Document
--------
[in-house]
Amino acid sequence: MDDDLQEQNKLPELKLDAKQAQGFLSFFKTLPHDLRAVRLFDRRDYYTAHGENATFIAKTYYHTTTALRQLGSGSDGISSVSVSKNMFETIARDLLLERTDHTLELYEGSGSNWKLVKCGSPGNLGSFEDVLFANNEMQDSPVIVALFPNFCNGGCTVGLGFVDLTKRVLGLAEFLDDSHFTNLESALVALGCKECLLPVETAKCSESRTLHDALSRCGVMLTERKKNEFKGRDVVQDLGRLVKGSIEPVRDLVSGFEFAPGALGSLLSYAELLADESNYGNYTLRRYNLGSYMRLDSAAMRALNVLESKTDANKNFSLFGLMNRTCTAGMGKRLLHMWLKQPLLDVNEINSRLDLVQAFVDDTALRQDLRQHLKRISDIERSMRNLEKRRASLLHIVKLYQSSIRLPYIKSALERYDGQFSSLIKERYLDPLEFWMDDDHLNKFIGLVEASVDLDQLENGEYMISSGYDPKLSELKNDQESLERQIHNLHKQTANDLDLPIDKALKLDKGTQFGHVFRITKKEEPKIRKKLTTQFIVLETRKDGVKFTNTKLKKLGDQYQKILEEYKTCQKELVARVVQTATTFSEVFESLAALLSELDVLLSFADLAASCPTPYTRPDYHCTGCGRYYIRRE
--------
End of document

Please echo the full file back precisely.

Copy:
[in-house]
Amino acid sequence: MDDDLQEQNKLPELKLDAKQAQGFLSFFKTLPHDLRAVRLFDRRDYYTAHGENATFIAKTYYHTTTALRQLGSGSDGISSVSVSKNMFETIARDLLLERTDHTLELYEGSGSNWKLVKCGSPGNLGSFEDVLFANNEMQDSPVIVALFPNFCNGGCTVGLGFVDLTKRVLGLAEFLDDSHFTNLESALVALGCKECLLPVETAKCSESRTLHDALSRCGVMLTERKKNEFKGRDVVQDLGRLVKGSIEPVRDLVSGFEFAPGALGSLLSYAELLADESNYGNYTLRRYNLGSYMRLDSAAMRALNVLESKTDANKNFSLFGLMNRTCTAGMGKRLLHMWLKQPLLDVNEINSRLDLVQAFVDDTALRQDLRQHLKRISDIERSMRNLEKRRASLLHIVKLYQSSIRLPYIKSALERYDGQFSSLIKERYLDPLEFWMDDDHLNKFIGLVEASVDLDQLENGEYMISSGYDPKLSELKNDQESLERQIHNLHKQTANDLDLPIDKALKLDKGTQFGHVFRITKKEEPKIRKKLTTQFIVLETRKDGVKFTNTKLKKLGDQYQKILEEYKTCQKELVARVVQTATTFSEVFESLAALLSELDVLLSFADLAASCPTPYTRPDYHCTGCGRYYIRRE